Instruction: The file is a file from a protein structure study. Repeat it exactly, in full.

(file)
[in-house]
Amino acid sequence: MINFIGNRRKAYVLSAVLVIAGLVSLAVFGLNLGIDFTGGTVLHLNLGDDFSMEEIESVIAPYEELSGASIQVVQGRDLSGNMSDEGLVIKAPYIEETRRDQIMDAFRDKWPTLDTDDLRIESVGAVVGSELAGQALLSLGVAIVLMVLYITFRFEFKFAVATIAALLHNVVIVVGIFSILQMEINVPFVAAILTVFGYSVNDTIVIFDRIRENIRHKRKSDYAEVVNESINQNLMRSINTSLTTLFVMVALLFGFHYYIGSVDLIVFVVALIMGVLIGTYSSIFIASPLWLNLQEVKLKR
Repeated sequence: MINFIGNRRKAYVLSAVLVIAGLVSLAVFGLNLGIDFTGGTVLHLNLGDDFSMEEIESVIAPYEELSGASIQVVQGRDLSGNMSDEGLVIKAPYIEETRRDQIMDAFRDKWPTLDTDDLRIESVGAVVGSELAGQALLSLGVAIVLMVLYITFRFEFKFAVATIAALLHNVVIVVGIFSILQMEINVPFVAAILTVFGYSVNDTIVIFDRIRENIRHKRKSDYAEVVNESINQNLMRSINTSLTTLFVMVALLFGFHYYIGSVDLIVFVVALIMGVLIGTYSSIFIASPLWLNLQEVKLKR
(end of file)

[in-house]
Amino acid sequence: MINFIGNRRKAYVLSAVLVIAGLVSLAVFGLNLGIDFTGGTVLHLNLGDDFSMEEIESVIAPYEELSGASIQVVQGRDLSGNMSDEGLVIKAPYIEETRRDQIMDAFRDKWPTLDTDDLRIESVGAVVGSELAGQALLSLGVAIVLMVLYITFRFEFKFAVATIAALLHNVVIVVGIFSILQMEINVPFVAAILTVFGYSVNDTIVIFDRIRENIRHKRKSDYAEVVNESINQNLMRSINTSLTTLFVMVALLFGFHYYIGSVDLIVFVVALIMGVLIGTYSSIFIASPLWLNLQEVKLKR
Repeated sequence: MINFIGNRRKAYVLSAVLVIAGLVSLAVFGLNLGIDFTGGTVLHLNLGDDFSMEEIESVIAPYEELSGASIQVVQGRDLSGNMSDEGLVIKAPYIEETRRDQIMDAFRDKWPTLDTDDLRIESVGAVVGSELAGQALLSLGVAIVLMVLYITFRFEFKFAVATIAALLHNVVIVVGIFSILQMEINVPFVAAILTVFGYSVNDTIVIFDRIRENIRHKRKSDYAEVVNESINQNLMRSINTSLTTLFVMVALLFGFHYYIGSVDLIVFVVALIMGVLIGTYSSIFIASPLWLNLQEVKLKR